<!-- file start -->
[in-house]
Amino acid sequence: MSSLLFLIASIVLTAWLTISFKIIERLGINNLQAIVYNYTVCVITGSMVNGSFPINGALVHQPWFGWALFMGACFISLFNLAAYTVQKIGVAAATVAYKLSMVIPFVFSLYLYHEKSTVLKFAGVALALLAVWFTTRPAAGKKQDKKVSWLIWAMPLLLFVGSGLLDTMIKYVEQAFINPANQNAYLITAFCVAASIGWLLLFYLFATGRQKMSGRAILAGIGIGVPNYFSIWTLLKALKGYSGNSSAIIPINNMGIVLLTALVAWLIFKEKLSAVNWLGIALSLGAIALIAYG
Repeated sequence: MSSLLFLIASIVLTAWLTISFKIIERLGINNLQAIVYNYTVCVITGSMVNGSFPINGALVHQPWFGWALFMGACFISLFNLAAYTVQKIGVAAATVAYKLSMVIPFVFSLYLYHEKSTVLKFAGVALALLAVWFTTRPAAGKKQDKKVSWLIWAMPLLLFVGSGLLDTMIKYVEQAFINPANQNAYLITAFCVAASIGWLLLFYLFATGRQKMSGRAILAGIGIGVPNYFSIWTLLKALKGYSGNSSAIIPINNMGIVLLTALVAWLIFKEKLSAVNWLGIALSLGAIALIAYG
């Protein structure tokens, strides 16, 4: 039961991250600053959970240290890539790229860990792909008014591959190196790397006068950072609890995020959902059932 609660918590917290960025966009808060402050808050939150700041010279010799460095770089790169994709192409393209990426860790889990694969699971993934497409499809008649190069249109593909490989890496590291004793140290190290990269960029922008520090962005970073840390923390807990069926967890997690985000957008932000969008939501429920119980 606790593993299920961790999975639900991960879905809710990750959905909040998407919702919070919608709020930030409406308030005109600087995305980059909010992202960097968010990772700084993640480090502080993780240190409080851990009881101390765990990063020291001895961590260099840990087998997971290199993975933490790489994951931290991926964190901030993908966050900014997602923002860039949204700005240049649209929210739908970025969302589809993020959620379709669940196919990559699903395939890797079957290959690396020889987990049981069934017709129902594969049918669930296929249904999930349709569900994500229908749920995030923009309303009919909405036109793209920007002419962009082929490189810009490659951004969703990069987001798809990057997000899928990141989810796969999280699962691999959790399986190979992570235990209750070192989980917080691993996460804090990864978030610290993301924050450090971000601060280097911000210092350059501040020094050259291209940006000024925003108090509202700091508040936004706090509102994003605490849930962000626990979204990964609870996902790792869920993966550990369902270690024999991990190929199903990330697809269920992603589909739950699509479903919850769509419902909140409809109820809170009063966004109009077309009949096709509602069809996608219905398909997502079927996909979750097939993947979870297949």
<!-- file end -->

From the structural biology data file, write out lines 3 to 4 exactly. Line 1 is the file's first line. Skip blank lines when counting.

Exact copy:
Repeated sequence: MSSLLFLIASIVLTAWLTISFKIIERLGINNLQAIVYNYTVCVITGSMVNGSFPINGALVHQPWFGWALFMGACFISLFNLAAYTVQKIGVAAATVAYKLSMVIPFVFSLYLYHEKSTVLKFAGVALALLAVWFTTRPAAGKKQDKKVSWLIWAMPLLLFVGSGLLDTMIKYVEQAFINPANQNAYLITAFCVAASIGWLLLFYLFATGRQKMSGRAILAGIGIGVPNYFSIWTLLKALKGYSGNSSAIIPINNMGIVLLTALVAWLIFKEKLSAVNWLGIALSLGAIALIAYG
């Protein structure tokens, strides 16, 4: 039961991250600053959970240290890539790229860990792909008014591959190196790397006068950072609890995020959902059932 609660918590917290960025966009808060402050808050939150700041010279010799460095770089790169994709192409393209990426860790889990694969699971993934497409499809008649190069249109593909490989890496590291004793140290190290990269960029922008520090962005970073840390923390807990069926967890997690985000957008932000969008939501429920119980 606790593993299920961790999975639900991960879905809710990750959905909040998407919702919070919608709020930030409406308030005109600087995305980059909010992202960097968010990772700084993640480090502080993780240190409080851990009881101390765990990063020291001895961590260099840990087998997971290199993975933490790489994951931290991926964190901030993908966050900014997602923002860039949204700005240049649209929210739908970025969302589809993020959620379709669940196919990559699903395939890797079957290959690396020889987990049981069934017709129902594969049918669930296929249904999930349709569900994500229908749920995030923009309303009919909405036109793209920007002419962009082929490189810009490659951004969703990069987001798809990057997000899928990141989810796969999280699962691999959790399986190979992570235990209750070192989980917080691993996460804090990864978030610290993301924050450090971000601060280097911000210092350059501040020094050259291209940006000024925003108090509202700091508040936004706090509102994003605490849930962000626990979204990964609870996902790792869920993966550990369902270690024999991990190929199903990330697809269920992603589909739950699509479903919850769509419902909140409809109820809170009063966004109009077309009949096709509602069809996608219905398909997502079927996909979750097939993947979870297949």